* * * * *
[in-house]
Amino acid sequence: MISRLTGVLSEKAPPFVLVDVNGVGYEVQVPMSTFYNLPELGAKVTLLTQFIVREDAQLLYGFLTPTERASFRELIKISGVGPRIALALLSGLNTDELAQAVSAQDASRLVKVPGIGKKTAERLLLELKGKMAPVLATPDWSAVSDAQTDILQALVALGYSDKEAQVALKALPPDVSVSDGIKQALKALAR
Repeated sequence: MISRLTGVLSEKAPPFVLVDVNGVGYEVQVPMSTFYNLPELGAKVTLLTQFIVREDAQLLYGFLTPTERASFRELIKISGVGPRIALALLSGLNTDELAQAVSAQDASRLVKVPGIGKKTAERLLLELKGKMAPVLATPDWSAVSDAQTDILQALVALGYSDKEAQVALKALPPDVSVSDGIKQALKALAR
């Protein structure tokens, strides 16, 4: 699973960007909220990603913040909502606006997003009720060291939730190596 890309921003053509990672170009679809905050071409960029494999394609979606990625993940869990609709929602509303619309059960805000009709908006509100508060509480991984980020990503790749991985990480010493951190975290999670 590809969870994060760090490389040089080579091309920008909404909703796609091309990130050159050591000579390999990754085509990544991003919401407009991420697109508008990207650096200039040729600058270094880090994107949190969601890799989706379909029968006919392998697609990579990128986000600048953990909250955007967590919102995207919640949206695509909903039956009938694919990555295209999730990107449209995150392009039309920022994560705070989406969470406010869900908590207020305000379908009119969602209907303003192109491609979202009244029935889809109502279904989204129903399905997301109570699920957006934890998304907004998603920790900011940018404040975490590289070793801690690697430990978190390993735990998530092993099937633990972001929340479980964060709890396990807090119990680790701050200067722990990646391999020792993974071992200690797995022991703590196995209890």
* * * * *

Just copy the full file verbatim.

[in-house]
Amino acid sequence: MISRLTGVLSEKAPPFVLVDVNGVGYEVQVPMSTFYNLPELGAKVTLLTQFIVREDAQLLYGFLTPTERASFRELIKISGVGPRIALALLSGLNTDELAQAVSAQDASRLVKVPGIGKKTAERLLLELKGKMAPVLATPDWSAVSDAQTDILQALVALGYSDKEAQVALKALPPDVSVSDGIKQALKALAR
Repeated sequence: MISRLTGVLSEKAPPFVLVDVNGVGYEVQVPMSTFYNLPELGAKVTLLTQFIVREDAQLLYGFLTPTERASFRELIKISGVGPRIALALLSGLNTDELAQAVSAQDASRLVKVPGIGKKTAERLLLELKGKMAPVLATPDWSAVSDAQTDILQALVALGYSDKEAQVALKALPPDVSVSDGIKQALKALAR
């Protein structure tokens, strides 16, 4: 699973960007909220990603913040909502606006997003009720060291939730190596 890309921003053509990672170009679809905050071409960029494999394609979606990625993940869990609709929602509303619309059960805000009709908006509100508060509480991984980020990503790749991985990480010493951190975290999670 590809969870994060760090490389040089080579091309920008909404909703796609091309990130050159050591000579390999990754085509990544991003919401407009991420697109508008990207650096200039040729600058270094880090994107949190969601890799989706379909029968006919392998697609990579990128986000600048953990909250955007967590919102995207919640949206695509909903039956009938694919990555295209999730990107449209995150392009039309920022994560705070989406969470406010869900908590207020305000379908009119969602209907303003192109491609979202009244029935889809109502279904989204129903399905997301109570699920957006934890998304907004998603920790900011940018404040975490590289070793801690690697430990978190390993735990998530092993099937633990972001929340479980964060709890396990807090119990680790701050200067722990990646391999020792993974071992200690797995022991703590196995209890």